Sunday, 29 September 2013

No texts please, we’re British

Last night I got a text from a complete stranger.
It read: ‘Hi, it’s Anna. Just looking through my sexy dresses and can’t decide. R we going straight to bedroom and I can wear something naughty? Or u prefer more normal going out dress? Of course I will have coat on top.’
Great! I will be dining out on this one for months.
I could have had a bit of fun with my reply, but I’m sure my honest little ‘Sorry you have the wrong number’ was enough to make her squirm. It would have made me squirm, if I’d misfired a text like that.
Seriously, though, misfiring texts must be a sign of brain overload. (Anna take note).
According to a story in the Times yesterday, we are all far too overstimulated these days – with symptoms such as memory loss, speaking too quickly, slurring our words, being distracted, and feeling really tired all the time. According to the Royal College of Psychiatrists one in five of us is unusually tired at any given time.
Texts, twitter and other social media are filling our heads with constant chatter, and our poor old brains just don’t know how to switch off.
The result is a near-permanent state of exhaustion that makes the brain feel like it is constantly misfiring. But we’re also producing a constant flow of stress hormones like adrenaline that make us feel so wired and hyper-alert that we do not even realise how tired we are.
The solution, if you’re one of the wired tired, is to wind down more. Give your brain a break.
It’s easier said than done, but I tried it this week – with a session of Mindfulness Meditation. One hour of silence, music, and gentle words of wisdom while we focused on our breath or a mantra in our heads.
My friend came out of it looking like she’d been on holiday for a week. She’d completely emptied her head – that’s the aim of meditation, but it’s hard to achieve.
For me thoughts had come. But mostly they were creative, like little sparks of light – often food related sparks of light (there was a leek gratin somewhere along the way) - and none had lasted longer than a couple of seconds.
The American Heart Association recommends meditation for the treatment of high blood pressure. Specifically they recommend Transcendental Meditation. But as our meditation leader, Yoga Bowers, says: ‘the many forms of meditation are like different paths leading up the same hill. They all get to the top in the end.’ 
It seems crazy, though, that we have to book a session of Mindfulness Meditation in order to calm down a head that is overloaded by texts, emails, and tweets. If taking an hour out in a meditation centre sounds too much to squeeze in, why not start by taking an hour off from your phone. Not just when it's charging. Mindfully switch off your phone, laptop, TV, and radio. Unplug your ipod. Lie on your bed and see how long you can focus on your breath going in and out. Then see how refreshed you feel when you get up.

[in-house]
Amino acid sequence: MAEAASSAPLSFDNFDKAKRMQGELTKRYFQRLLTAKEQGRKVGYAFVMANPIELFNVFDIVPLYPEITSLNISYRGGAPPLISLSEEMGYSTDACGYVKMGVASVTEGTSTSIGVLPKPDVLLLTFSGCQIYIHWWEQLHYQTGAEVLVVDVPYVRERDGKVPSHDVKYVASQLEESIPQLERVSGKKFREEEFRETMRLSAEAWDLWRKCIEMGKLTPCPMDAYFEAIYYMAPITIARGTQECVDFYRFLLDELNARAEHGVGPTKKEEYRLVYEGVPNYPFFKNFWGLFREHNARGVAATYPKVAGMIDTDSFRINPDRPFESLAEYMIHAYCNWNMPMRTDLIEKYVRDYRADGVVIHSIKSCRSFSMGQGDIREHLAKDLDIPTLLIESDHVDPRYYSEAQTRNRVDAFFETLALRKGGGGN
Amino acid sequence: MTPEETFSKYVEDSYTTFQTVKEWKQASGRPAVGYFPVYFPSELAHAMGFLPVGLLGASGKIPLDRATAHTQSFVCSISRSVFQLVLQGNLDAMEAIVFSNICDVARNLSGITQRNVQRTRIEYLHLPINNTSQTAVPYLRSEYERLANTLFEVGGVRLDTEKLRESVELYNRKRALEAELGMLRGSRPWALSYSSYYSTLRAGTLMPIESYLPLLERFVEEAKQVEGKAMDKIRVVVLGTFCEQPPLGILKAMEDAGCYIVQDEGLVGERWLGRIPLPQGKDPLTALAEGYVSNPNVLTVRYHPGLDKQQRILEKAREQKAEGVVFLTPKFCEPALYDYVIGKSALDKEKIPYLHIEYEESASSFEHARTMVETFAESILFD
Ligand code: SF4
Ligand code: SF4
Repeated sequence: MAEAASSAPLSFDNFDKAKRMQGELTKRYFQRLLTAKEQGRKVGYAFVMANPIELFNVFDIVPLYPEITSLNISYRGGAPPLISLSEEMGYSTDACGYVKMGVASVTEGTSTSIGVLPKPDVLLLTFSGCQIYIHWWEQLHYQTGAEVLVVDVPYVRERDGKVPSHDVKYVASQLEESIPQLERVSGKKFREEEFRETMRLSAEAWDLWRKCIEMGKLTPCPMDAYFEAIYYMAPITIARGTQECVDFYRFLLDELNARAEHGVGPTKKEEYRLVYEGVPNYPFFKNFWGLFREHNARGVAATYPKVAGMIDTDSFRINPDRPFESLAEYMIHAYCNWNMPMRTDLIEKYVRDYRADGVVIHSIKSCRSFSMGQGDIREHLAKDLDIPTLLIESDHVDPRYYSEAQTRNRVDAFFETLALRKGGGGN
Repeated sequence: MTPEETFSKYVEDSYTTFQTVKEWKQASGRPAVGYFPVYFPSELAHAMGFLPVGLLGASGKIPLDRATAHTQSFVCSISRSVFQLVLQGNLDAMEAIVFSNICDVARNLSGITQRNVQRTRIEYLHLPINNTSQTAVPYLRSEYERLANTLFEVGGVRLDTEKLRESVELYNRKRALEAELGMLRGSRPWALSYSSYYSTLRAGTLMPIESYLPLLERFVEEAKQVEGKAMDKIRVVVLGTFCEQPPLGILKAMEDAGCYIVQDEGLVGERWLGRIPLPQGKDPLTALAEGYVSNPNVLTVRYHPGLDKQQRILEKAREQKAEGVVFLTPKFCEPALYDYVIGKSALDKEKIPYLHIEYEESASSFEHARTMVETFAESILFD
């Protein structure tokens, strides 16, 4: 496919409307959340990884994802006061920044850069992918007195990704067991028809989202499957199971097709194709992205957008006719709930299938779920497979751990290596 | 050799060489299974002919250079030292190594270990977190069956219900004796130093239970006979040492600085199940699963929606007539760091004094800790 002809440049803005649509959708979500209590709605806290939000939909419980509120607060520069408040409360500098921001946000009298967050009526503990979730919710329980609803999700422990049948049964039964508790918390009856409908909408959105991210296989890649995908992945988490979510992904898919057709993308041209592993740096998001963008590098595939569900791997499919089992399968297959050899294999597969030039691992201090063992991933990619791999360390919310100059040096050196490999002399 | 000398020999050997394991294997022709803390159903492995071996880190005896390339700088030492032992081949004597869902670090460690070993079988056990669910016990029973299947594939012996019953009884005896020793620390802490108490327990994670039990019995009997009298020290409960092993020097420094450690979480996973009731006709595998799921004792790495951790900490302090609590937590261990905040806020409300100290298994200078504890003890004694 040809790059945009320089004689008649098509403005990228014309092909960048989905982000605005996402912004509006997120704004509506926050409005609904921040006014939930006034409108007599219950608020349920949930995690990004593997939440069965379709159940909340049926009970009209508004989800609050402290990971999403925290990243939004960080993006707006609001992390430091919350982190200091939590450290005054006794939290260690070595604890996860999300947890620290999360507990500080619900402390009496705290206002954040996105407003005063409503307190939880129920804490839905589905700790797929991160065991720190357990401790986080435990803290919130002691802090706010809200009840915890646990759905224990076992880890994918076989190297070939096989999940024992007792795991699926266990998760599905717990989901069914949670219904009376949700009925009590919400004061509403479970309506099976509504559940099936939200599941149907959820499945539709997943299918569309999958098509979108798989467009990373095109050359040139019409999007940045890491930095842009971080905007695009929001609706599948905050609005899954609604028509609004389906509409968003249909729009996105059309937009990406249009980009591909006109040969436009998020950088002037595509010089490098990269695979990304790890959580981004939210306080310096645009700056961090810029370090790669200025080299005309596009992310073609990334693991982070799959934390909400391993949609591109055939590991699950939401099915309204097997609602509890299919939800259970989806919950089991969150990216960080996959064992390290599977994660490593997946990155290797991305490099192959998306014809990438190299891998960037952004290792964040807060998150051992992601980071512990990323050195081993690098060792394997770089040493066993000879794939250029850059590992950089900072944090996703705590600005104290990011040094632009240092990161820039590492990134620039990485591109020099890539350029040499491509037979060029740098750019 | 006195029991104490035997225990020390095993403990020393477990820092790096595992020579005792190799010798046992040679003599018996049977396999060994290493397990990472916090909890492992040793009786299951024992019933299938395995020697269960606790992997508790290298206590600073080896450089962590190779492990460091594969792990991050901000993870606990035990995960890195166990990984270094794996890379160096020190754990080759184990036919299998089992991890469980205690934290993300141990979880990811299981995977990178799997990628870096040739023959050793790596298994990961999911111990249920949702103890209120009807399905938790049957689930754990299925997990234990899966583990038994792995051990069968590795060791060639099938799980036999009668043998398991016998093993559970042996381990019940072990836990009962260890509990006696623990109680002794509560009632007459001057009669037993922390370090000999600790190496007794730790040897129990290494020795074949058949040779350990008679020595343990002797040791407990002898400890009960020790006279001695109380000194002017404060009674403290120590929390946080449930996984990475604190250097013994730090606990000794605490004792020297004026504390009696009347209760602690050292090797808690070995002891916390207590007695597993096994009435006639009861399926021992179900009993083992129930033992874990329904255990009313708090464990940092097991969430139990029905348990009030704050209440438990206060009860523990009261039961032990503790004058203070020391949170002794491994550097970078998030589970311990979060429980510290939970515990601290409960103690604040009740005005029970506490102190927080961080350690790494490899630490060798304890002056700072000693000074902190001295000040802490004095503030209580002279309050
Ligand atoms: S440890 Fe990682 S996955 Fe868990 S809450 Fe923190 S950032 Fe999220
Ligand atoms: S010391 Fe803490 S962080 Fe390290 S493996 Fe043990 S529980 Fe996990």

Sunday, 22 September 2013

Versatile Blogger - my nominations

Confession: I only read a very small number of blogs. And, after Healthehelen, who is my favourite, there are just 5 that I really enjoy reading. Here they are, my nominations for the Versatile Blogger Award...

. Dr John Briffa - because he's a medic who hasn't had the wool pulled over his eyes. You can always rely on John for a good, well-researched, anti-statin story.
. Zoe Harcombe - for her relentless campaign against obesity and the food companies that shamelessly promote it, including Netmums who have recently got into bed with Kellogg's.
. Rock'n'Roller Baby - whose blog about life with young children makes me wish I could go back in time and do it all differently.
. Recipe Rifle - who brings me back down to earth when Rock'n'Roller Baby is making me go mushy in the middle.
. The Frugal Cook - for coming up with a 5.2 recipe (hot smoked salmon with avocado) that makes my tummy rumble every time I think about it. 

I hope you'll enjoy these as much as I do...

Saturday, 21 September 2013

Thank you Healthehelen!

The lovely Healthehelen has nominated me for the Versatile Blogger Award. I am very touched - thank you Helen!  One of the conditions of a nomination seems to be that the recipient should in turn nominate 15 favourite bloggers. I will come back to you all with my choices soon, but it goes without saying that Healthehelen will be at the top of the list as I always look forward to finding out what she's been up to - she never fails to surprise me!

My week on a plate

As regulars to this blog know, I love the fact that the 5.2 diet allows me to eat what I like five days a week and not gain weight – even if I may not lose it either. That’s important when you have a life that would make any regular diet a nightmare. But finding even two days to diet has been a challenge this week. Here’s how it panned out: